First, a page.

Facebook Offers Optional Privacy

 
 
By Nicholas Kolakowski  |  Posted 2009-03-17 Email Print this article Print
 
 
 
 
 
 
 

Facebook announced that subscribers can adjust their privacy controls to make their profiles open to total public viewing. The move comes as Facebook changes its "look" and opens itself to more user and developer tinkering. Social networking sites such as Facebook have become an increasingly vital part of the enterprise, allowing a mobile work force to stay connected and share information.

Facebook announced that it is giving its users the option of making their profiles open to total public viewing.

In the old paradigm, user profiles were automatically made private, accessible only to "friends" and small networks. The site recently issued public profiles, which will allow businesses and enterprises with Facebook pages to post videos, photos and updates in the manner of individual profiles; this new step of allowing profiles to be public will theoretically benefit businesses looking to further expand their message.    

Social networking has become an increased part of the enterprise, as companies use Facebook, MySpace, Twitter and other sites to increase messaging and communication among their workers. While useful, these sites lack some of the business functionality found in enterprise-centric social networking solutions.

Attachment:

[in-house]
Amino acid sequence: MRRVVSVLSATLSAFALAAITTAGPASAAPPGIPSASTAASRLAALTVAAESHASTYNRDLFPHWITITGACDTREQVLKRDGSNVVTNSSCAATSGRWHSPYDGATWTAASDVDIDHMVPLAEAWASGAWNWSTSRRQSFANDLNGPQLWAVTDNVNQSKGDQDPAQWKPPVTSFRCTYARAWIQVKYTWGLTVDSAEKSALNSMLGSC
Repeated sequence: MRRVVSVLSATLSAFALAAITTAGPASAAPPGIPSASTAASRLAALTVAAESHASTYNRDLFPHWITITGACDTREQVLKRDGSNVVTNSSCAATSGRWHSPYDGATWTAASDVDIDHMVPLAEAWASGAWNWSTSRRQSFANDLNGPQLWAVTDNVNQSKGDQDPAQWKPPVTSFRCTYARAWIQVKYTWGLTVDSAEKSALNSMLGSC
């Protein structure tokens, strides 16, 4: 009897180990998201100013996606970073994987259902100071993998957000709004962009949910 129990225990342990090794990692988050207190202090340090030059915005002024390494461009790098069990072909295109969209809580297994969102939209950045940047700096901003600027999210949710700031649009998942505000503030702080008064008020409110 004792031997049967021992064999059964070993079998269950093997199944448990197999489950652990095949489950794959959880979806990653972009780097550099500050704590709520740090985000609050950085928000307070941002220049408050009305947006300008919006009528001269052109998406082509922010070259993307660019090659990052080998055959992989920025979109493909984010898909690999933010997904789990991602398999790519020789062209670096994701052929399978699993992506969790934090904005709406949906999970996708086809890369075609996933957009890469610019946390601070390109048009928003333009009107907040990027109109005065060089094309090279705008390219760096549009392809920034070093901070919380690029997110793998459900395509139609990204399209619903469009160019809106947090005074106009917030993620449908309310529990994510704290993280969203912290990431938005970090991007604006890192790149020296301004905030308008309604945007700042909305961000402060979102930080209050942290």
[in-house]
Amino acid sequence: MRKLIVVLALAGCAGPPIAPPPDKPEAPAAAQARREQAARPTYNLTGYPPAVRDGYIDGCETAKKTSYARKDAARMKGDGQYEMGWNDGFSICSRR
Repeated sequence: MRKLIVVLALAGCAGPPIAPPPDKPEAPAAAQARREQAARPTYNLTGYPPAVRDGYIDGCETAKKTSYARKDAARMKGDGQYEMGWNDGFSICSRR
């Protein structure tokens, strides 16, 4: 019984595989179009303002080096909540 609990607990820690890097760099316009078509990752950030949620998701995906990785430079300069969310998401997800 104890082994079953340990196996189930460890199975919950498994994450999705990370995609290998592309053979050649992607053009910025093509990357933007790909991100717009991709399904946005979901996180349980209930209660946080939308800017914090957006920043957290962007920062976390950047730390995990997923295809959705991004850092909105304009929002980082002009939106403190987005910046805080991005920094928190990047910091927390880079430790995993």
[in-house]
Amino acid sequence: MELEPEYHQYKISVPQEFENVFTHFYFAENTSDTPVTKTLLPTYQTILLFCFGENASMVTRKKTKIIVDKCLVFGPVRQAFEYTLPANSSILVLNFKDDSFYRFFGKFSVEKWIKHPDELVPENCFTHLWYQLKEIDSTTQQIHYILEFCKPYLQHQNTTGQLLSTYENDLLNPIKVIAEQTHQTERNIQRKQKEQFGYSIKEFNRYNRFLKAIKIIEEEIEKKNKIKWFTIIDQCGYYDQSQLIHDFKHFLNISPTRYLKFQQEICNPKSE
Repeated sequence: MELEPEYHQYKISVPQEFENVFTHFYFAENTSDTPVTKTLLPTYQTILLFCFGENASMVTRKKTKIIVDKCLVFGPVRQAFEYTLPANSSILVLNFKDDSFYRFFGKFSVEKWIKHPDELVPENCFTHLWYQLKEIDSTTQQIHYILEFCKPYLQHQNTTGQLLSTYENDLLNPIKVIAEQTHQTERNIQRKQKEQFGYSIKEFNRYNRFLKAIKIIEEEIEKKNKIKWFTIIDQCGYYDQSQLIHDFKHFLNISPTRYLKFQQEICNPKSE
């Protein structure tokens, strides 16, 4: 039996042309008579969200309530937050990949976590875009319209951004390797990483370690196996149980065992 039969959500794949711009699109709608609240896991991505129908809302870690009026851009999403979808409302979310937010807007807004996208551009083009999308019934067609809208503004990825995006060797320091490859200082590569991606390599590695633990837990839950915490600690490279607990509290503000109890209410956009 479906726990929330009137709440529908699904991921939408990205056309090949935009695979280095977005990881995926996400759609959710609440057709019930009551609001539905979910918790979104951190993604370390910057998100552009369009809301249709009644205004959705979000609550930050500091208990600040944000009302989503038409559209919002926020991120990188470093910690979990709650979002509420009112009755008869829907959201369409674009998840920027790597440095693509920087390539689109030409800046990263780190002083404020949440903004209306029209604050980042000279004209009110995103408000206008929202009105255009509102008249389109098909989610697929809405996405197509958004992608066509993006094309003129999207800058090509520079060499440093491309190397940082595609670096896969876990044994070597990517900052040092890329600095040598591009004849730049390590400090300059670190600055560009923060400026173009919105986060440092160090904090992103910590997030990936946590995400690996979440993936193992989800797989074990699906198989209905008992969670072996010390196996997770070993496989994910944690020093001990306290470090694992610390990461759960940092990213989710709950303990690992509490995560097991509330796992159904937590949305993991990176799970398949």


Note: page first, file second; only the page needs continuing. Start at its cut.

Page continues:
Making a Facebook profile totally open to the public is an easy process.

"By changing your Profile setting to 'Everyone,' anyone who finds you through a search on Facebook or sees a post or comment you make can now click on your content and view the elements of your profile you've opted to make open," Mark Slee, an engineer at Facebook, wrote in a corporate blog posting. "People generally won't need to be friends with you or share a common network in order to view your content if you choose the new 'Everyone' setting."

Facebook has been opening itself up lately to a more granular level of user and developer control. On Feb. 26, the site announced it will be opening itself to user feedback on its developing Facebook Principles and Statement of Rights and Responsibilities.

Earlier in February, Facebook dealt with enormous subscriber backlash after it changed its Terms of Service to claim ownership over any content subscribers uploaded to the site. Facebook rescinded that earlier position.

For developers, Facebook has released interfaces for the Facebook Platform that allow tinkering with a broad range of Facebook applications, including APIs for Facebook Photos, Status, Notes, Links and Video.


 
 
 
 
Nicholas Kolakowski is a staff editor at eWEEK, covering Microsoft and other companies in the enterprise space, as well as evolving technology such as tablet PCs. His work has appeared in The Washington Post, Playboy, WebMD, AARP the Magazine, AutoWeek, Washington City Paper, Trader Monthly, and Private Air. He lives in Brooklyn, New York.
 
 
 
 
 
 
 

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